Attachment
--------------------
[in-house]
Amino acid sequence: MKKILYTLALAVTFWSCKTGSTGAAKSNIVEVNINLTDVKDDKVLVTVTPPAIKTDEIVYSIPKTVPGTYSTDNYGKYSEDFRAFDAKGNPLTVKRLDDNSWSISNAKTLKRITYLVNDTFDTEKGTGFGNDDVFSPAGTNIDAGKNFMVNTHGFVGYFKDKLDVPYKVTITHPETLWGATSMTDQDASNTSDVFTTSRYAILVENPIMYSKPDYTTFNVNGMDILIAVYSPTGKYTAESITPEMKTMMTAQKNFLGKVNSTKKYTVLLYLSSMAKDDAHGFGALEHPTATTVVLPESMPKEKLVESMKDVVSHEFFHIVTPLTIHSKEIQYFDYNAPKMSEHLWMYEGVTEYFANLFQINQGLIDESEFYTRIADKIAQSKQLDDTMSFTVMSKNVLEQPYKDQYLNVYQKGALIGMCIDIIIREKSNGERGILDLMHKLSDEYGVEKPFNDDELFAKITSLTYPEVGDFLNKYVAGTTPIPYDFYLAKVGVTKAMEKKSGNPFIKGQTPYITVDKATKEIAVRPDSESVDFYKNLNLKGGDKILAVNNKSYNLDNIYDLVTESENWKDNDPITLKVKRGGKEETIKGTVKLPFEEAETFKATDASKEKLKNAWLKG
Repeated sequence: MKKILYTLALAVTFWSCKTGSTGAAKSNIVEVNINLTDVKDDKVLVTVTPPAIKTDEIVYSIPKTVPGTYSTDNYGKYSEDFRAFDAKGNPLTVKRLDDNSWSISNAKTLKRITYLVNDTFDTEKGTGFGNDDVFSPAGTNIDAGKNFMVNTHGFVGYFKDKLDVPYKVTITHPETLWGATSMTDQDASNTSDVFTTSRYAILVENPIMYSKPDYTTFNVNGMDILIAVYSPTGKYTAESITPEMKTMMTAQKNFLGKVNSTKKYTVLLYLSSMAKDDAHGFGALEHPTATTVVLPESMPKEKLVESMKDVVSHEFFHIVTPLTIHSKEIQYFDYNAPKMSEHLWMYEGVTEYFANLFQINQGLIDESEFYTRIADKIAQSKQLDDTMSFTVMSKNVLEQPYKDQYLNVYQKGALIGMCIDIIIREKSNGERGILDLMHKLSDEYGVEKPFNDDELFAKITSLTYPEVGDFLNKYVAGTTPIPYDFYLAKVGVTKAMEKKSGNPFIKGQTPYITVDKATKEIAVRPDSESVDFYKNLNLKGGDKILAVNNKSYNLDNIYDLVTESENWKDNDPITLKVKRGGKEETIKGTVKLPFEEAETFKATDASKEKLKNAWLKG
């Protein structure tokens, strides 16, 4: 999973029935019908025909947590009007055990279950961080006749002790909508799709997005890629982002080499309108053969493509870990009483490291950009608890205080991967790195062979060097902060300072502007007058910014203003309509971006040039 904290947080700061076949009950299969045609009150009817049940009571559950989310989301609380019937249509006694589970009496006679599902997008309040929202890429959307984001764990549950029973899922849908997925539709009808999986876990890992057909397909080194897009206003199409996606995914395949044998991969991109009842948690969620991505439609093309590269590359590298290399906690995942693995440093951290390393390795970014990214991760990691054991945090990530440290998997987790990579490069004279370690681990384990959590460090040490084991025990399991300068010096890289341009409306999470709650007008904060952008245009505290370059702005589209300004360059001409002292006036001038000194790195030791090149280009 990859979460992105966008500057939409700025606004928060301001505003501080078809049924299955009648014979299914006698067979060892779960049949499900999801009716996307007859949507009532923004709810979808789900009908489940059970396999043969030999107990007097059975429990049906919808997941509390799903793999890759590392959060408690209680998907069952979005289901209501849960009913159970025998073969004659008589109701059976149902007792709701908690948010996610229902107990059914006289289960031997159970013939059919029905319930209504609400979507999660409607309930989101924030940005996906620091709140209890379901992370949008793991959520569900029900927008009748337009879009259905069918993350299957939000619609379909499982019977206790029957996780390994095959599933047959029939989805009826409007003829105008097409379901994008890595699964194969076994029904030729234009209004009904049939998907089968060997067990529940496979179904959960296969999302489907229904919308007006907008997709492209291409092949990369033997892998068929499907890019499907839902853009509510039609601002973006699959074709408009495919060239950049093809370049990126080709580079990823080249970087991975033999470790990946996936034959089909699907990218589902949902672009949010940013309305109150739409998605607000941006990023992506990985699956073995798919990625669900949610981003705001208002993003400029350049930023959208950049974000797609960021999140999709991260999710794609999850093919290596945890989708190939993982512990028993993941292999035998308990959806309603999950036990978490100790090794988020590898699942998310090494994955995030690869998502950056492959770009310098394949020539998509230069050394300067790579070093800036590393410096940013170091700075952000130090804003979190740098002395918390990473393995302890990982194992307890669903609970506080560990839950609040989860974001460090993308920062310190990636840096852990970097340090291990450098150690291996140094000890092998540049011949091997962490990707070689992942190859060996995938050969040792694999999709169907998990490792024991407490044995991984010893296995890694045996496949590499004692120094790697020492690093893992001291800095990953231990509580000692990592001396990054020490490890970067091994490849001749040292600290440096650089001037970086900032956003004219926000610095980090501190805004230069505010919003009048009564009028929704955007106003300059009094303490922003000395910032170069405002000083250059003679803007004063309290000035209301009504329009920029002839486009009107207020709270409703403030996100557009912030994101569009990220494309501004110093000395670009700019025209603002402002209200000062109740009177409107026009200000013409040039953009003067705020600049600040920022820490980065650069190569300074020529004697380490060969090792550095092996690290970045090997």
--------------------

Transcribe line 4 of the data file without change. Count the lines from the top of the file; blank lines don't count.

């Protein structure tokens, strides 16, 4: 999973029935019908025909947590009007055990279950961080006749002790909508799709997005890629982002080499309108053969493509870990009483490291950009608890205080991967790195062979060097902060300072502007007058910014203003309509971006040039 904290947080700061076949009950299969045609009150009817049940009571559950989310989301609380019937249509006694589970009496006679599902997008309040929202890429959307984001764990549950029973899922849908997925539709009808999986876990890992057909397909080194897009206003199409996606995914395949044998991969991109009842948690969620991505439609093309590269590359590298290399906690995942693995440093951290390393390795970014990214991760990691054991945090990530440290998997987790990579490069004279370690681990384990959590460090040490084991025990399991300068010096890289341009409306999470709650007008904060952008245009505290370059702005589209300004360059001409002292006036001038000194790195030791090149280009 990859979460992105966008500057939409700025606004928060301001505003501080078809049924299955009648014979299914006698067979060892779960049949499900999801009716996307007859949507009532923004709810979808789900009908489940059970396999043969030999107990007097059975429990049906919808997941509390799903793999890759590392959060408690209680998907069952979005289901209501849960009913159970025998073969004659008589109701059976149902007792709701908690948010996610229902107990059914006289289960031997159970013939059919029905319930209504609400979507999660409607309930989101924030940005996906620091709140209890379901992370949008793991959520569900029900927008009748337009879009259905069918993350299957939000619609379909499982019977206790029957996780390994095959599933047959029939989805009826409007003829105008097409379901994008890595699964194969076994029904030729234009209004009904049939998907089968060997067990529940496979179904959960296969999302489907229904919308007006907008997709492209291409092949990369033997892998068929499907890019499907839902853009509510039609601002973006699959074709408009495919060239950049093809370049990126080709580079990823080249970087991975033999470790990946996936034959089909699907990218589902949902672009949010940013309305109150739409998605607000941006990023992506990985699956073995798919990625669900949610981003705001208002993003400029350049930023959208950049974000797609960021999140999709991260999710794609999850093919290596945890989708190939993982512990028993993941292999035998308990959806309603999950036990978490100790090794988020590898699942998310090494994955995030690869998502950056492959770009310098394949020539998509230069050394300067790579070093800036590393410096940013170091700075952000130090804003979190740098002395918390990473393995302890990982194992307890669903609970506080560990839950609040989860974001460090993308920062310190990636840096852990970097340090291990450098150690291996140094000890092998540049011949091997962490990707070689992942190859060996995938050969040792694999999709169907998990490792024991407490044995991984010893296995890694045996496949590499004692120094790697020492690093893992001291800095990953231990509580000692990592001396990054020490490890970067091994490849001749040292600290440096650089001037970086900032956003004219926000610095980090501190805004230069505010919003009048009564009028929704955007106003300059009094303490922003000395910032170069405002000083250059003679803007004063309290000035209301009504329009920029002839486009009107207020709270409703403030996100557009912030994101569009990220494309501004110093000395670009700019025209603002402002209200000062109740009177409107026009200000013409040039953009003067705020600049600040920022820490980065650069190569300074020529004697380490060969090792550095092996690290970045090997």